Thanks to your input, the network is much improved over previous versions in several respects. The network is much denser than before, which means that you will have a shorter distance to travel in order to get on to the network, and the network will deliver you closer to your destination-a key improvement over Berkeley’s previous bicycle plan. The crossings of bikeways and busy streets include more protection-9 additional protected intersections to go with Berkeley’s first protected intersection at The Alameda and Hopkins Street and 16 HAWK Beacons. Think of HAWKs as ‘on-demand’ traffic lights for bicyclists crossing busy streets. Berkeley is installing one of these soon at Hillegass & Ashby as part of the Caldecott 4th Bore Tunnel mitigations, which Bike East Bay fought for.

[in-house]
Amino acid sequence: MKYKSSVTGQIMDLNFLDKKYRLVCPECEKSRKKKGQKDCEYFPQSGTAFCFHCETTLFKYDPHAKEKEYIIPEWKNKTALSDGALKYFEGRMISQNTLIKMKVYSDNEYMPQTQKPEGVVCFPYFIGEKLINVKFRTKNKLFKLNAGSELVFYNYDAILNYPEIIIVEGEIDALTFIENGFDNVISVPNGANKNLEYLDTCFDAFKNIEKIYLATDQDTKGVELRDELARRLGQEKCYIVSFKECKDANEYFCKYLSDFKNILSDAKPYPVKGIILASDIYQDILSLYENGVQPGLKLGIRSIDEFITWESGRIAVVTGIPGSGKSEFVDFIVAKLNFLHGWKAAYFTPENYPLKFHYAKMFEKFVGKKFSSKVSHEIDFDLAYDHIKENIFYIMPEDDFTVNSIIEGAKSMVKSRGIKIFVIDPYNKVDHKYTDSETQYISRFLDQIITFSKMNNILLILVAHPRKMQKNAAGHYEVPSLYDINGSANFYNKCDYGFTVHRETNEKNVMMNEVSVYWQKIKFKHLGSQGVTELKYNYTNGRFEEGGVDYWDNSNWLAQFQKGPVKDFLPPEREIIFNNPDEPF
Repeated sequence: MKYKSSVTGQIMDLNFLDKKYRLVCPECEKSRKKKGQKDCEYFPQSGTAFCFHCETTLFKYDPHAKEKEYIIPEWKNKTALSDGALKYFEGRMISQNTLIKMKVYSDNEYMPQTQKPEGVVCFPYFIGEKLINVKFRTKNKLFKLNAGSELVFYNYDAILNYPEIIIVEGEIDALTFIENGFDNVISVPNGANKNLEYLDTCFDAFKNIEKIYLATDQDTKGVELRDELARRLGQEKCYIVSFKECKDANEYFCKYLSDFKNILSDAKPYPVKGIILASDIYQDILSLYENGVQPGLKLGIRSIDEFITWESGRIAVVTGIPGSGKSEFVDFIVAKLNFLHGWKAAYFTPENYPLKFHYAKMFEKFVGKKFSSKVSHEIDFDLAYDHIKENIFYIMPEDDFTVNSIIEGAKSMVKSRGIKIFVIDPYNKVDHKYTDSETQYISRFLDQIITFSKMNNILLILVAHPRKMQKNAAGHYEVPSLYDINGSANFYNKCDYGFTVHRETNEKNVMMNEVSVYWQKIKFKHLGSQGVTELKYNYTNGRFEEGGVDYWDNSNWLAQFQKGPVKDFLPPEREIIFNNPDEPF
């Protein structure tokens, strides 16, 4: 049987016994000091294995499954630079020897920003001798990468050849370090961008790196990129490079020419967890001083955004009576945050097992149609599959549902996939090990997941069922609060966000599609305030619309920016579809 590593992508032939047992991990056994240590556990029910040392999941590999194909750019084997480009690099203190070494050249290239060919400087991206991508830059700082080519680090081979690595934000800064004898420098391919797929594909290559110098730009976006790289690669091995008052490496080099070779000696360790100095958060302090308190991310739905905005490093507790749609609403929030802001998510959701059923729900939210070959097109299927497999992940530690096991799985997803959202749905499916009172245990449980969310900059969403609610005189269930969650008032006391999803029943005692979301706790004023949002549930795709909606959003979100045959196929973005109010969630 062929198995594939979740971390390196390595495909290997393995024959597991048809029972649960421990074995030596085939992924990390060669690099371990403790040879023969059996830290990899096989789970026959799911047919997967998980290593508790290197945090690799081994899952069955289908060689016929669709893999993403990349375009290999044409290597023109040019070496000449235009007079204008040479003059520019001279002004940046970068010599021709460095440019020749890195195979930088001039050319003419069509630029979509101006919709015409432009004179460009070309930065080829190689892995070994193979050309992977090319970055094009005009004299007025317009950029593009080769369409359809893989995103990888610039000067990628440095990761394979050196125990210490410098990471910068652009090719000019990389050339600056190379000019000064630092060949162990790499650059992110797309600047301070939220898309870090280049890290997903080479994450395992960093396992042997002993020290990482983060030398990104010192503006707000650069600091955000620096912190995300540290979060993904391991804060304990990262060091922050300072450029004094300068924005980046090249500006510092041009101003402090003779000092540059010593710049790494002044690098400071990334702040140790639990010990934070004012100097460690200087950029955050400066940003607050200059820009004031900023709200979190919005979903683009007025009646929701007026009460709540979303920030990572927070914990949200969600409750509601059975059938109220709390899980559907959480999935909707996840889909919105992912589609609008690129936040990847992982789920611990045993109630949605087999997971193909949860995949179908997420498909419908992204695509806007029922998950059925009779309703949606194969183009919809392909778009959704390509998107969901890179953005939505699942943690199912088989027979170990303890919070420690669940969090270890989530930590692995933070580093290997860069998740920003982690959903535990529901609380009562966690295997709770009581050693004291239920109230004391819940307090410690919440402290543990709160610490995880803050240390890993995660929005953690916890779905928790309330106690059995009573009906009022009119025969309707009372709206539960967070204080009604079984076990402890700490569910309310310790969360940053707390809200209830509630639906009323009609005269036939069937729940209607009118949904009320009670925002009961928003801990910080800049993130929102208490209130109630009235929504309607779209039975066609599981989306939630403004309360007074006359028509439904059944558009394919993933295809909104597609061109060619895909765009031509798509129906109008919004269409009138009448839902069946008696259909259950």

While there are issues with the Plan’s proposed 23 Rapid Rectangular Flashing Beacons (RRFBs), which are no more than flashing advisory lights warning motorists but not requiring them to stop, the Plan acknowledges and directs staff to ensure the effectiveness of RRFBs match the effective of HAWK signals or be upgraded thereto. While not ideal, we can work with city staff on that approach given finite resources.
You will note that there are several ‘Complete Street Corridor Studies’ in the Plan, each stopping short of completely redesigning their street with a bikeway. Rather, the plan states what type of bikeway should be on that street, and leaves it to a later project-level, community-driven design to determine what the rest of the street looks like. This is how all bike plans should approach the issue and an important tenant of Bike East Bay advocacy–all plans should reflect public input received, and not be compromised by imagined political concerns.